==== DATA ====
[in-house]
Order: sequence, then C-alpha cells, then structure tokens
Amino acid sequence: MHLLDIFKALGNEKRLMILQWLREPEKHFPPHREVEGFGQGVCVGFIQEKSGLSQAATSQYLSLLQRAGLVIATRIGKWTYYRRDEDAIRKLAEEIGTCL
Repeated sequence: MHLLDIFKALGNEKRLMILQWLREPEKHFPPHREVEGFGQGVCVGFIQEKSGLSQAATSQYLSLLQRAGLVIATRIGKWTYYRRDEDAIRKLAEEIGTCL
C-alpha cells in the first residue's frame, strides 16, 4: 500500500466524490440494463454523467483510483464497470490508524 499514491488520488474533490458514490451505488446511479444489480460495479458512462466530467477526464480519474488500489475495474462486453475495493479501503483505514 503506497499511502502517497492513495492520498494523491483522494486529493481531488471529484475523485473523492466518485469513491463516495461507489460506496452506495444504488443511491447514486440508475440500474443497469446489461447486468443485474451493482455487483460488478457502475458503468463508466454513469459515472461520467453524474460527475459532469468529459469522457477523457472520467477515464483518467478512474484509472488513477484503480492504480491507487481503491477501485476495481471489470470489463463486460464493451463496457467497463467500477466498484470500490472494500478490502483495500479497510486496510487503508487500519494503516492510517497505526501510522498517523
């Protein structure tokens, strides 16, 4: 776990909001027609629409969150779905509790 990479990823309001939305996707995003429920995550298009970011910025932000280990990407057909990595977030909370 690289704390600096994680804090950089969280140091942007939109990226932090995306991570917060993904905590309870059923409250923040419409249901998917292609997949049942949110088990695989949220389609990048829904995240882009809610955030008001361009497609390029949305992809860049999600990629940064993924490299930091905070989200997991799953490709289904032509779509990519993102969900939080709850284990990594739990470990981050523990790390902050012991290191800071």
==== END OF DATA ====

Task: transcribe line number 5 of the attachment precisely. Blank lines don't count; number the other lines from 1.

C-alpha cells in the first residue's frame, strides 16, 4: 500500500466524490440494463454523467483510483464497470490508524 499514491488520488474533490458514490451505488446511479444489480460495479458512462466530467477526464480519474488500489475495474462486453475495493479501503483505514 503506497499511502502517497492513495492520498494523491483522494486529493481531488471529484475523485473523492466518485469513491463516495461507489460506496452506495444504488443511491447514486440508475440500474443497469446489461447486468443485474451493482455487483460488478457502475458503468463508466454513469459515472461520467453524474460527475459532469468529459469522457477523457472520467477515464483518467478512474484509472488513477484503480492504480491507487481503491477501485476495481471489470470489463463486460464493451463496457467497463467500477466498484470500490472494500478490502483495500479497510486496510487503508487500519494503516492510517497505526501510522498517523